Jul. 7, 2016

Growing SEC Enforcement of Hedge Fund Managers Requires Greater Focus on Cybersecurity and Financial Disclosure

The SEC is broadening its enforcement activities; it filed a record 807 enforcement actions for securities law violations and issued orders for $4.19 billion in penalties and disgorgements in fiscal year 2015, as acknowledged recently by SEC Chair Mary Jo White. A material subset of that activity was in the hedge fund and asset management space. See “SEC Chair’s Testimony Highlights SEC’s Bolstered Presence in Asset Management Space” (Jun. 16, 2016). Accordingly, it is vital for hedge fund managers to understand the practical consequences of the SEC’s enforcement approach, including its effect on market demand and the consequences of SEC action; the regulator’s investigative approach; and areas of scrutiny, including cybersecurity, market integrity and disclosure. These were a few of the topics discussed at the Ninth Annual Advanced Topics in Hedge Fund Practices: Manager and Investor Perspectives conference recently hosted by Morgan, Lewis & Bockius. This article highlights the key insights from several panels featuring partners Jedd Wider, Timothy Levin, Merri Jo Gillette, Amy Greer, Steven Hansen and Jennifer Klass. For additional coverage of the conference, see “How Can Private Fund Managers Grant Preferential Rights? Delaware Chancery Court Decision Stresses Need for Fund Document Integration” (Jun. 30, 2016). For additional insight from Morgan Lewis partners, see “Recent Developments Affect Classifications of Control Groups and Fiduciaries Under ERISA” (Apr. 14, 2016); and “Key Person Provisions in Hedge Fund Documents: Structure, Consequences and Demand From Institutional Investors” (Sep. 17, 2009).

HFA Symposium Offers Perspectives From Cybersecurity Industry Professionals on Preparedness, Vendor Management, Cyber Insurance and Cloud Services

Cybersecurity remains a hot topic for regulators and investors alike. See “SEC Enforcement Action Illustrates Focus on Investment Adviser Obligation to Secure Client Information” (Jun. 23, 2016). The Hedge Fund Association (HFA) recently presented its Cybersecurity Challenges and Solutions for Emerging Managers symposium, which covered the basics of cybersecurity preparedness, responding to cyber incidents, vendor management, cyber insurance and cloud services. Robert G. Sawyer, a partner at law firm Foley Hoag and regional director of the HFA, moderated the discussion, which featured Colin J. Zick, a partner at Foley Hoag; Rob Fitzgerald, a principal consultant at cybersecurity firm Mandiant/FireEye; William M. Steers, principal/president of global insurance brokerage Gunn, Steers & Company, LLC; and Frederick Howell, Jr., a manager at tax and consulting firm RSM US LLP. This article summarizes the key insights from the symposium. For coverage of another recent HFA program, see our two-part series on the recent Global Regulatory Briefing, offering insight from U.S., U.K. and offshore regulators: “Best Ways for Hedge Fund Managers to Approach Regulation” (May 12, 2016); and “Views on Cybersecurity, AML, AIFMD, Advertising and Liquidity Issues Affecting Hedge Fund Managers” (May 19, 2016).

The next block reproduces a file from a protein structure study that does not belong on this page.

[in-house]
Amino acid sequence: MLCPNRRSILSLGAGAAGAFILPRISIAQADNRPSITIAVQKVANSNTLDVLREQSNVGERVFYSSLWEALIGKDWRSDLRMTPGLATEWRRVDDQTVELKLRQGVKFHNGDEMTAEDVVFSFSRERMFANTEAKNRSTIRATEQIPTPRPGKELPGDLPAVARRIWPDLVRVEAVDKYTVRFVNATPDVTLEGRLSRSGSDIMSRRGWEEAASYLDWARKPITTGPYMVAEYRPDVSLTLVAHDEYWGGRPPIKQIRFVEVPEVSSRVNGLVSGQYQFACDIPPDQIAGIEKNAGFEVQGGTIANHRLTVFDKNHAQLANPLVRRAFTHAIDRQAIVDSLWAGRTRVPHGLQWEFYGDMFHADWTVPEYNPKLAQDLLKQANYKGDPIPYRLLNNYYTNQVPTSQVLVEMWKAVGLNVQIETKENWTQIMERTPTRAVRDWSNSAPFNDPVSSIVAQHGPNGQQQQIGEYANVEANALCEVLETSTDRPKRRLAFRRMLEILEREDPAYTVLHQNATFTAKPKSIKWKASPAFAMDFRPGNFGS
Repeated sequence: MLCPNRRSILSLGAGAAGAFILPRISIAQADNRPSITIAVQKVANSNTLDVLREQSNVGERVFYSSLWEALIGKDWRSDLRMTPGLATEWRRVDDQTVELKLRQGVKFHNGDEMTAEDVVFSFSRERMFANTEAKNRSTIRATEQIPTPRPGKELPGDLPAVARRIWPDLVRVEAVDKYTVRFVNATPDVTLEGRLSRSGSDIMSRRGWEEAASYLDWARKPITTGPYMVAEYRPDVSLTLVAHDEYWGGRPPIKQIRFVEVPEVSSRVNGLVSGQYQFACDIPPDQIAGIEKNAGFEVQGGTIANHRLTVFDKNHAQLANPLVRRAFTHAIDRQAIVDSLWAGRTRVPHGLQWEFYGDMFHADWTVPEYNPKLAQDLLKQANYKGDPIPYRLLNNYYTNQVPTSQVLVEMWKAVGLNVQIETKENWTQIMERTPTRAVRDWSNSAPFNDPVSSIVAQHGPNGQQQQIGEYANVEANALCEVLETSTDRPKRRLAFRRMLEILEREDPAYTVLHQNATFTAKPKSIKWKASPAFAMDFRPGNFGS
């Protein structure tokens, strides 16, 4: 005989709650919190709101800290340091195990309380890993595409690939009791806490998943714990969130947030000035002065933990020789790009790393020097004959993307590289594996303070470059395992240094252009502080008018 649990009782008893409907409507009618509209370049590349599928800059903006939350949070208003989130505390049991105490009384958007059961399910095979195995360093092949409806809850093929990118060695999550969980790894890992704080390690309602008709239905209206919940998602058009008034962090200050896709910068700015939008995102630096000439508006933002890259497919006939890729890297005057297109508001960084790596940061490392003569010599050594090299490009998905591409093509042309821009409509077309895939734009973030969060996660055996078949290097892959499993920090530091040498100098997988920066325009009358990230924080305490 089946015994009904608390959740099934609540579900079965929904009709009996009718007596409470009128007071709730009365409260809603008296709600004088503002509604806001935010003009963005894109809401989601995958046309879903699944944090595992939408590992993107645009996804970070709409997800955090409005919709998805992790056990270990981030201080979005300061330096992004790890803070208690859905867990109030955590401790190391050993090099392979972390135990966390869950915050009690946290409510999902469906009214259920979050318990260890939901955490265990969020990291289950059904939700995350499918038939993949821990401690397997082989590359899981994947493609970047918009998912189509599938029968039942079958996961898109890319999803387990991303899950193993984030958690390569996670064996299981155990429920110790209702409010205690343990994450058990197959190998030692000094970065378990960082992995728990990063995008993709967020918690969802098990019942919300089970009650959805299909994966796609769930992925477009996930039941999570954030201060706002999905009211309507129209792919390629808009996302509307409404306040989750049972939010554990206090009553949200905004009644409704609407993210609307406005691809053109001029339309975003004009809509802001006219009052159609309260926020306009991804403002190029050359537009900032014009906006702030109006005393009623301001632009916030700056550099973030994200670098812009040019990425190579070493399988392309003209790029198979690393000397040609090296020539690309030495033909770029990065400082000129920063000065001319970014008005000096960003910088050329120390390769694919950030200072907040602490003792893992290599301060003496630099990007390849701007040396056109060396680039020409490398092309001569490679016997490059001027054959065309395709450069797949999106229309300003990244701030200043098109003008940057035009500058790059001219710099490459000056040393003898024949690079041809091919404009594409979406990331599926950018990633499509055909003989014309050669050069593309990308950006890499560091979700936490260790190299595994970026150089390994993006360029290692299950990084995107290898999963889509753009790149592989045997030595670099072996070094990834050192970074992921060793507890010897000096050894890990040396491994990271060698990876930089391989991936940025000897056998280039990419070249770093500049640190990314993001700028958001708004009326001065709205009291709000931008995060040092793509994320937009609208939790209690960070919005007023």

Leading Law Firms Debate Effect of Hard vs. Soft Brexit on Hedge Fund Managers (Part One of Two)

On June 23, 2016, a majority of British voters elected to leave the E.U. (commonly known as the “Brexit”). However, it is not certain at this point how, when or indeed whether the U.K. will actually make its exit. A number of leading law firms with hedge fund practices have formed legal teams devoted to analyzing the Brexit issue, and have published a heavy volume of client alerts and memoranda directed at clients in the hedge funds space. In an effort to help our subscribers understand the key observations and comments offered by law firm partners who have closely followed the issue, and the implications of the vote for hedge fund managers, the Hedge Fund Law Report has conducted interviews with law firm partners focused on Brexit and compiled a summary and analysis of the partners’ insights, along with the law firms’ client memoranda in a two-part series. This article provides a detailed summary of the time frame for any potential changes resulting from the vote, as well as analysis of possible terms under which the U.K. might leave the E.U. and the distinction between a “hard” and “soft” Brexit. The second article will address the options available for fund managers concerned about how they can continue to market and distribute their products in the E.U. For additional coverage of the Brexit’s significance and impact on hedge funds, see “What Today’s Brexit Vote Could Mean for Hedge Fund Managers” (Jun. 23, 2016).

Steps Hedge Fund Managers and Other Investment Advisers Should Take Now to Prepare for FinCEN’s Proposed AML Rule (Part Two of Two)